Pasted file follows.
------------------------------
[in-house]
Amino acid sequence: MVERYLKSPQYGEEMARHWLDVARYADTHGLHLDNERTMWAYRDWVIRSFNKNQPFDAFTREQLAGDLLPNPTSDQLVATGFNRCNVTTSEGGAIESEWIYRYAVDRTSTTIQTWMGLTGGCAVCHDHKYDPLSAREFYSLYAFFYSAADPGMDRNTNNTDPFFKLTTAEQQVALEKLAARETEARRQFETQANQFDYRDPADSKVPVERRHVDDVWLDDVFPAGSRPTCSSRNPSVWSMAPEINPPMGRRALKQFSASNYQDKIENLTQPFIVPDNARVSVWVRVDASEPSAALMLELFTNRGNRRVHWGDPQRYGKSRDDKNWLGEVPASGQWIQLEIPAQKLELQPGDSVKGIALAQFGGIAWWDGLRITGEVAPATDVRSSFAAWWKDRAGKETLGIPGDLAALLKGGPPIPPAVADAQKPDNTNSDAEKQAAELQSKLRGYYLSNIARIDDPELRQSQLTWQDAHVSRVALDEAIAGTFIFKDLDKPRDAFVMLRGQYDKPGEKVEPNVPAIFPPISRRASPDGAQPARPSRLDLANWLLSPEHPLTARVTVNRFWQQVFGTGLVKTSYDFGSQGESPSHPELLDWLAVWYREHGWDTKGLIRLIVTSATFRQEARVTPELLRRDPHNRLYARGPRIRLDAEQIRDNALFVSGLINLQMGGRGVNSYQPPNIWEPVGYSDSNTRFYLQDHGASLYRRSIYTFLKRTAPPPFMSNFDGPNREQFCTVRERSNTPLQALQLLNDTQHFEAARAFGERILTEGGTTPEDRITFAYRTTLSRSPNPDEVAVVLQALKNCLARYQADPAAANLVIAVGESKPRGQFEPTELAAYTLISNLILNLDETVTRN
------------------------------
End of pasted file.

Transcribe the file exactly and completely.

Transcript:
[in-house]
Amino acid sequence: MVERYLKSPQYGEEMARHWLDVARYADTHGLHLDNERTMWAYRDWVIRSFNKNQPFDAFTREQLAGDLLPNPTSDQLVATGFNRCNVTTSEGGAIESEWIYRYAVDRTSTTIQTWMGLTGGCAVCHDHKYDPLSAREFYSLYAFFYSAADPGMDRNTNNTDPFFKLTTAEQQVALEKLAARETEARRQFETQANQFDYRDPADSKVPVERRHVDDVWLDDVFPAGSRPTCSSRNPSVWSMAPEINPPMGRRALKQFSASNYQDKIENLTQPFIVPDNARVSVWVRVDASEPSAALMLELFTNRGNRRVHWGDPQRYGKSRDDKNWLGEVPASGQWIQLEIPAQKLELQPGDSVKGIALAQFGGIAWWDGLRITGEVAPATDVRSSFAAWWKDRAGKETLGIPGDLAALLKGGPPIPPAVADAQKPDNTNSDAEKQAAELQSKLRGYYLSNIARIDDPELRQSQLTWQDAHVSRVALDEAIAGTFIFKDLDKPRDAFVMLRGQYDKPGEKVEPNVPAIFPPISRRASPDGAQPARPSRLDLANWLLSPEHPLTARVTVNRFWQQVFGTGLVKTSYDFGSQGESPSHPELLDWLAVWYREHGWDTKGLIRLIVTSATFRQEARVTPELLRRDPHNRLYARGPRIRLDAEQIRDNALFVSGLINLQMGGRGVNSYQPPNIWEPVGYSDSNTRFYLQDHGASLYRRSIYTFLKRTAPPPFMSNFDGPNREQFCTVRERSNTPLQALQLLNDTQHFEAARAFGERILTEGGTTPEDRITFAYRTTLSRSPNPDEVAVVLQALKNCLARYQADPAAANLVIAVGESKPRGQFEPTELAAYTLISNLILNLDETVTRN